In what he described as the “wild-card scenario,” he said Putin could adopt a “salt-of-the-earth” strategy in which Russia would blow up a hydroelectric dam at Novaya Kakhovka that flooded the Russian-occupied eastern bank of the Dnieper.

“For that to happen, Russia would have to fear heavy Ukrainian pressure to cross the Dnieper and advance south, which does not seem to be currently planned,” Buckner said. “Russia would also need to drag its assets far enough to prevent further weakening.”

He said meetings between Russian and Iranian officials suggested Putin was relying on receiving short-range ballistic missiles from Tehran to offset shrinking arms supplies to Russia.

Russia used Iran’s Shahed-136 unmanned aerial vehicles, also known as “kamikaze drones”, to strike civilian and infrastructure targets.

“Russia has been very successful in its terror campaign and is likely to double what works,” Buckner said. “Russia is likely to intensify its energy war by att*cking Ukraine’s civilian infrastructure.”

“The next next step will be to keep digging,” Buckner added as Putin waits for his time, inflicting maximum economic pain on both Ukrainians and the rest of Europe by using his energy resources as a weapon.

Former British intelligence officer Philip Ingram said Russian defense planning east of the Dnieper has for weeks shown that it is “resetting its defenses” and is using the river’s natural barrier to halt further Ukraine’s progress.

“Russia is an exchange of space over time,” he told Newsweek. “He wants to use this time to integrate new reservists into formations, generate additional maneuverability and buy time to allow bad ground conditions and winter so that the conflict can begin in 2023.”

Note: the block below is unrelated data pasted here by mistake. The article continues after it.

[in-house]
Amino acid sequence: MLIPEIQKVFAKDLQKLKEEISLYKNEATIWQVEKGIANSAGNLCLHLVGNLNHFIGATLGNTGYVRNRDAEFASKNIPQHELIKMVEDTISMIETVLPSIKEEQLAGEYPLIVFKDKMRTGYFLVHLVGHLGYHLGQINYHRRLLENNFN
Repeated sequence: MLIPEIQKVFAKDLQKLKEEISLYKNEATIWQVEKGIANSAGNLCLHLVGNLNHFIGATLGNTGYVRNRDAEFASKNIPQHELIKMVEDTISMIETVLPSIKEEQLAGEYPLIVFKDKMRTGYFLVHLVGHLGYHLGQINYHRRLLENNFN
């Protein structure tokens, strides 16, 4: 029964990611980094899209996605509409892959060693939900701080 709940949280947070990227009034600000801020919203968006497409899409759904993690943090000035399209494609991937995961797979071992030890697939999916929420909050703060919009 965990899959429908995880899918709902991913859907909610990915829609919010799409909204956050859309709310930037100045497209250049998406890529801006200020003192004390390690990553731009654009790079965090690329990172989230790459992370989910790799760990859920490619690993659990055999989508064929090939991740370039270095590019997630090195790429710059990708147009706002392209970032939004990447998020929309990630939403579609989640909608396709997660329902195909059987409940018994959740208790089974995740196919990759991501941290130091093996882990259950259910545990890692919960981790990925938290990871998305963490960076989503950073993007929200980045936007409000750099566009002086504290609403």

Members of the Ukrainian artillery unit
Members of the Ukrainian artillery unit are firing towards Kherson on October 28, 2022, outside the Kherson region. Russia withdrew from the west bank of the Dnieper near Kherson, prompting speculation on what Vladimir Putin might do next.
BULENT KILIC / Getty Images

Western officials reportedly said the winter months could spell deadlock and form the basis for negotiations between Moscow and Kiev.

However, the US think tank Institute for the Study of War (ISW) dismissed this and stated that Ukrainian forces could use “poorly equipped” Russian troops and use the frozen ground to move around more easily than in the fall.

“Time is on Putin’s side if the Ukrainians give it back to him, because then he can replenish his supplies and do something else,” said military consultant Glen Grant from the Baltic Security Foundation, referring to the prospect of ending hostilities.

Kremlin spokesman Dmitry Peskov rejected claims that the retreat from Kherson was humiliating, telling reporters on Friday that the Kremlin did not regret the ceremony to mark the annexation of the Kherson Oblast along with the Luhansk, Donetsk and Zaporizhia oblasts.

“Putin still has enormous support at home,” Grant told Newsweek, noting that Russian public opinion is not complaining about the morality of the war in Ukraine, but rather the poor performance of the army.

“I don’t think a nuclear option can be ruled out, but America has made it very clear [to Putin]”This is a losing battle option for you.”